Evolutionary Computation

Evolutionary Computation (EC) is a computational technique insipred by Darwin's theory of evolution. Nature provides the best examples for computational modeling. Living organisms exhbit complex and sophisticated behavours from low to high levels - cells, organs, individuals, and the population. Many biological speices manage to solve problems that can be charactirized as being intractable by classic optimization methods. The evolutionary process can be applied to these problems, following the principle of "survival of the fittest". Because EC's simplicity, flexibility, and practical advantages for solving difficult optimization problems, it has received increasing attention from researchers across many fields.

Machine Learning

Machine learning is a very active and important area of Artificial Intelligence research. Ability to learn is considered fundamental to human's intelligent behaviour. From a biological point of view, we want to understand more about ourselves. Much of the machine learning research have been devoted to building computational models that mimic some part of the human brain. One significant motivating factor is that we want to get machines to perform tasks that serve us in some way. For example, we are interested in recognizing customers' purchasing patterns so that we can market better our products to certain types of customers; or replicating a driver's behavour so that we can have a self-driving vehicle on a highway; or learning in a two-player game to adapt to our opponent and subsequently outperform it. The list goes on. In nature, species which have evolved over millions of years, have developed an amazing ability to learn and adapt to complex and dynamic environments. For us to develop sophisticated computational learning models matching that of nature, there is still a long way to go.

Swarm Intelligence

Swarm Intelligence (SI), a discipline dealing with artificial and natural systems studying the collective behaviours of social insects or animals. SI represents a new concept of Artificial Intelligence and is becoming increasingly popular in recent years. Nature provides many inspirations for the development of SI techniques. These SI techniques have shown remarkable capabilities on solving problems that are often difficult to handle by conventional computational techniques. In an SI system, although there is a lack of centralized control, the system at the swarm level exhibits complex and self-organizing behaviours. This is often the result of local interactions among individuals in the swarm as well as individuals with the environment, based on very simple interaction rules. Particle Swarm Optimization (PSO) is a popular Swarm Intelligence optimization method, inspired by the social interactions of animals or insects. Majority of PSO applications have been solving continuous problems, but very few on combinatorial (ie., binary or discrete) problems. Kennedy and Eberhart (1997) proposed a simple binary PSO, which optimize binary-valued parameters. Here particle position vectors are binary vectors, and the velocity vectors are still floating-point vectors. However, velocities are used to determine the probability that an element of the position vector is bit 0 or bit 1. Much research need to be done in this area.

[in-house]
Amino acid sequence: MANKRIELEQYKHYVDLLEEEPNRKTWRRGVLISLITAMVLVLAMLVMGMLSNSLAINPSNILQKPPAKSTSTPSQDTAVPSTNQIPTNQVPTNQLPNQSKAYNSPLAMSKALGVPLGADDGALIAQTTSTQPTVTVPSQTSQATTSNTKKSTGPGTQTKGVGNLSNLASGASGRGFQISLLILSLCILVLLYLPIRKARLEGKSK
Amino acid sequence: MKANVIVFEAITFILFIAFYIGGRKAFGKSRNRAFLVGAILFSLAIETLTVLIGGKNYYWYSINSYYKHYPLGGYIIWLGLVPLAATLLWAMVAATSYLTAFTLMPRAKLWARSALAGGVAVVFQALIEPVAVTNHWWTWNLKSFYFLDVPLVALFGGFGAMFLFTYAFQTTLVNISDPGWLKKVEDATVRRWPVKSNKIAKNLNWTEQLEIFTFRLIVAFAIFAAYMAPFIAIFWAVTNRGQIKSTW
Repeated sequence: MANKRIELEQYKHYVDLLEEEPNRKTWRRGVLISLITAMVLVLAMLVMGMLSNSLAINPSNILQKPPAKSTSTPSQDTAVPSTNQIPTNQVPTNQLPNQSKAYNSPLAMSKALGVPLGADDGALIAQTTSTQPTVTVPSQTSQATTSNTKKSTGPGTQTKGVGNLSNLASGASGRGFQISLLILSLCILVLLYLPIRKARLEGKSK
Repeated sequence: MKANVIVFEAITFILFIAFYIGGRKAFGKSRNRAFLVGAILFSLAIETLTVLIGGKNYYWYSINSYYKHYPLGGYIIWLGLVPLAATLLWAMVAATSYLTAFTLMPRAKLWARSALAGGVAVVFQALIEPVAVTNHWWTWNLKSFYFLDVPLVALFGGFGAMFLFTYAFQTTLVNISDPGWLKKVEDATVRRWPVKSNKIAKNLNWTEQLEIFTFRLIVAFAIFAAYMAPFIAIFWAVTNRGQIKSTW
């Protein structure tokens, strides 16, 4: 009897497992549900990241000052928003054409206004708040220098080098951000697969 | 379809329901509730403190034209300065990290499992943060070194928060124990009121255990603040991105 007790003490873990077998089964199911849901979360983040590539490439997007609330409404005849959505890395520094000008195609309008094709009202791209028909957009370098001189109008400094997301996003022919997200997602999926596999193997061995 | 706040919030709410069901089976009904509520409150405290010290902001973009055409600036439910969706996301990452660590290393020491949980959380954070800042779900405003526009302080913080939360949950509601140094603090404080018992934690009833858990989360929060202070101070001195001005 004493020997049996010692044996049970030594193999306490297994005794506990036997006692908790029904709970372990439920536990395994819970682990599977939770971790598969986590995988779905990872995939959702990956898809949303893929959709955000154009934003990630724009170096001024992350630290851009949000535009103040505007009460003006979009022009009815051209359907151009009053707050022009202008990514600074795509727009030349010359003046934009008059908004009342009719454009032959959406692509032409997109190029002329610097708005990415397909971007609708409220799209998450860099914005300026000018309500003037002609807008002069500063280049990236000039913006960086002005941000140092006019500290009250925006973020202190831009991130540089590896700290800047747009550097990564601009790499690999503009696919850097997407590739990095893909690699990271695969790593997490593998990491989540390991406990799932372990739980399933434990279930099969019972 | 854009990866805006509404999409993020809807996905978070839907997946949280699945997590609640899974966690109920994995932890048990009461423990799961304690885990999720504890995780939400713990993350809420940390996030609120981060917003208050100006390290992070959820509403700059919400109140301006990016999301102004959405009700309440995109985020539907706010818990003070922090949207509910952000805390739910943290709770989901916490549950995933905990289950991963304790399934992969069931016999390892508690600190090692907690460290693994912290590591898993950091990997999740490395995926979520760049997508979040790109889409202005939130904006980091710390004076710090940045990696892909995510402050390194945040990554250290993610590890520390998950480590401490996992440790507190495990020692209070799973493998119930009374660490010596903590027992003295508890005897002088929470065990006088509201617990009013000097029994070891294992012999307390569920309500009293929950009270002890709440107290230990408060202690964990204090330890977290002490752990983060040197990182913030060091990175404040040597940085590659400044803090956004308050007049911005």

Multiobjective Optimization

Multiobjective optimization (MO) problems represent an important class of real-world problems. Typically such problems involve trade-offs. For example, a car manufacturer may wish to maximize A multiobjective optimization algorithm is required to locate solutions as closely as possible to the Pareto front, and at the same time maintaining a good spread of these solutions along the Pareto front. its profit, but meanwhile also to minimize its production cost. These objectives are typically conflicting to each other. For example, a higher profit could increase the production cost. Generally speaking, there is no single optimal solution. Often the manufacturer needs to consider many possible trade-off solutions before choosing the one that suits its need. For a good introduction on this topic, please read Prof. Kalyanmoy Deb's book "Multi-Objective Optimization using Evolutionary Algorithms".

Optimization in Dynamic Enviroments

Many real-world optimization problems are dynamic and require optimization algorithms capable of adapting to the changing optima over time. For example, traffic conditions in a city change dynamically and continuously. What might be regarded as an optimal route at one time might not be optimal the next minute. In contrast to optimization towards a static optimum, in a dynamic environment the goal is to track as closely as possible the dynamically changing optima. In recent years, there have been increasing interests in using decentralized and spatially distributed evolutionary algorithms to handle an optimization task that changes its optima over time. We could take advantage of the parallel and distributed structure of a parallel evolutionary algorithm to deal with this kind of task. Meta-heuristic methods such as evolutionary algorithms, particle swarm optimization, and differential evolution, particularly those algorithms exhibiting self-adaptive behaviours, can be investigated for their effectiveness for such tasks.